biological oceanography


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Related to biological oceanography: Geological oceanography, Physical oceanography

biological oceanography

[¦bī·ə¦läj·ə·kəl ‚ō·shə′näg·rə·fē]
(oceanography)
The study of the flora and fauna of oceans in relation to the marine environment.
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Ryther and Ketchum spent undue time and energy trying to define biological oceanography.
The largest we sunk was about 30 tons, and that was a gray whale, and very challenging," recalls Smith, a professor of biological oceanography at the University of Hawaii.
Never more at home than when he is hunkered down on an Antarctic ice sheet, Bangor University's senior lec-turer in marine biology and biological oceanography studies the sea ice that covers up to 7% of Earth.
1:40 A HALF CENTURY OF PHYSICAL AND BIOLOGICAL OCEANOGRAPHY IN THE SOUTHERN CALIFORNIA BIGHT WITH EMPHASIS ON FISH SPECIES TEMPERATURE AYD ZOOPLANKTON.
He introduced methods for measuring the growth of plants in the sea, that revolutionised biological oceanography.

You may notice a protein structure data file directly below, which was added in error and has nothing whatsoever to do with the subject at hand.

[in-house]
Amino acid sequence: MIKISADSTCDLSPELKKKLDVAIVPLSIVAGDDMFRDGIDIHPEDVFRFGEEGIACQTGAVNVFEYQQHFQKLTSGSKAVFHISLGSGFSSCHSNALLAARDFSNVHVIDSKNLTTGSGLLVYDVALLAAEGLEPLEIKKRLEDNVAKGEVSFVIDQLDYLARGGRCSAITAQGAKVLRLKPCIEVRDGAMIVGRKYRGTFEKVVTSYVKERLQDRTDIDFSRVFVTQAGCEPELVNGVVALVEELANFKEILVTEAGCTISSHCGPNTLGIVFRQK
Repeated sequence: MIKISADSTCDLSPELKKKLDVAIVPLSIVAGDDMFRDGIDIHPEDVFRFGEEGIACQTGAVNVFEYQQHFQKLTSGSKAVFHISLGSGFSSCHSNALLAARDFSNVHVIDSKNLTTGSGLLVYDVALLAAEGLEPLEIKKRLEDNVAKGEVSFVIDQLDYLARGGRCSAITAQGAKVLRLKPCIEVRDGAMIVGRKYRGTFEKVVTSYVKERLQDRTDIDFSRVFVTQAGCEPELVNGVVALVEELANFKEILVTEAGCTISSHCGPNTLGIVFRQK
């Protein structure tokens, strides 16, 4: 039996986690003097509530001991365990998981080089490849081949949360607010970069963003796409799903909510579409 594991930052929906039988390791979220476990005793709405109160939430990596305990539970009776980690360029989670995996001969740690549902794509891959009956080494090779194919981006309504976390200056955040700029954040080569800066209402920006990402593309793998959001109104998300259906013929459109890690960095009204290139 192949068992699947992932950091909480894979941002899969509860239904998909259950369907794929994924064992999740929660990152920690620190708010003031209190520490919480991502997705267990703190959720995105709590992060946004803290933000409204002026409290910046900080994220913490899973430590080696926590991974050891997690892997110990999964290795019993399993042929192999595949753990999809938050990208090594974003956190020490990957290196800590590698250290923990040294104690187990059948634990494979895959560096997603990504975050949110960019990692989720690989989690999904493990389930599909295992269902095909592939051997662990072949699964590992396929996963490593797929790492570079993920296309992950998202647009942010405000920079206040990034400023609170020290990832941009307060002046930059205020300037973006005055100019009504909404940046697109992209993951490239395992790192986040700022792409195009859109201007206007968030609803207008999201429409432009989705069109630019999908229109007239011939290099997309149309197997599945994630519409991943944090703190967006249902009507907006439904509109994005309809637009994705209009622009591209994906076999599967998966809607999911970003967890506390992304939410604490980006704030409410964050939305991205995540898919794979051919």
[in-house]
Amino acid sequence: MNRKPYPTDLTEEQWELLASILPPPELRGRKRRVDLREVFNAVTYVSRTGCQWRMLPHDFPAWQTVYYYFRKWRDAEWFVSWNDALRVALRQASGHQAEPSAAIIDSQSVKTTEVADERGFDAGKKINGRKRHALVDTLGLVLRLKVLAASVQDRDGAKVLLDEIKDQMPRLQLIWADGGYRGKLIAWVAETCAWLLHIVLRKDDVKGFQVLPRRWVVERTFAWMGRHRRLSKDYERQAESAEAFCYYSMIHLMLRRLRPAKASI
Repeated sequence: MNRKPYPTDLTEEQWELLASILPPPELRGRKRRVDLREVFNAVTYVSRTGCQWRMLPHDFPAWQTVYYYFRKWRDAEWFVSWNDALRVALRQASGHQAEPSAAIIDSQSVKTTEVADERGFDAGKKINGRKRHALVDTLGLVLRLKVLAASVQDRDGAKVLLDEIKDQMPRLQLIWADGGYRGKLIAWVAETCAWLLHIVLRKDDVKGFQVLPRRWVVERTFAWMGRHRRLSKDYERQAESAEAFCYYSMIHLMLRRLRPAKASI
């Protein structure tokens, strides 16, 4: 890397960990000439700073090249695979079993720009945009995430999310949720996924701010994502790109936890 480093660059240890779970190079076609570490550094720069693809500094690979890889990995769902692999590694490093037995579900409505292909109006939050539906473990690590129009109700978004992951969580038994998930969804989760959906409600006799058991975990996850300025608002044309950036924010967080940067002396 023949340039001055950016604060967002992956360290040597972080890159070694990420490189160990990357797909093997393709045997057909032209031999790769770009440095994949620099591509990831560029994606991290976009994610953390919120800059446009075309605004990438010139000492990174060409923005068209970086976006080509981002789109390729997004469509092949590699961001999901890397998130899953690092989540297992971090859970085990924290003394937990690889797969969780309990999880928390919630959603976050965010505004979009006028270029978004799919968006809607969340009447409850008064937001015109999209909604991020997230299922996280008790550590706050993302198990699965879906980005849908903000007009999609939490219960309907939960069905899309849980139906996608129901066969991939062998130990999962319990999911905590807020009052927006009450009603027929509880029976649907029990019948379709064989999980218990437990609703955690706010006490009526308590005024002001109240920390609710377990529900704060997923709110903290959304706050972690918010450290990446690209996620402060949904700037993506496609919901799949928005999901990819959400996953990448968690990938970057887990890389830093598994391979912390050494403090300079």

Smith Professor of Biological Oceanography and Professor of Botany and Zoology at Duke University.
in Biological Oceanography, his first issue of the quarterly NEON is on CLF's website (www.
Ramus, a professor of biological oceanography at Duke University in Durham, have put together an innovative project called FerryMon to use that state's extensive coastal ferry system to actively monitor water quality in the rivers and open waters of the sound.
In spite of their abundance in the upper reaches of the ocean, the plankton have escaped scientific scrutiny until now because they are minuscule and barely fluorescent -- characteristics that render them almost invisible to the epifluorescent microscope that has become the standard tool in biological oceanography within the last decade.
Dr Jorg Wiedenmann, Senior Lecturer of Biological Oceanography and Head of the University's Coral Reef Laboratory, who led the study says: "The beautiful pink and purple hues that are produced by the coral host are often evoked by chromoproteins; pigments that are biochemically related to the green fluorescent protein (GFP) of the jellyfish Aequorea victoria.
He begins with the origin of biological oceanography in Germany and Scandinavia during the late 19th and early 20th centuries, then traces the development of the field in Britain and the US from 1921 to 1960.
Ocean acidification will have widespread effects on marine ecosystems, but most of those effects are still unknown," says David Garrison, director of the National Science Foundation (NSF)'s Biological Oceanography Program, which funded the research along with NSF's Chemical Oceanography Program.

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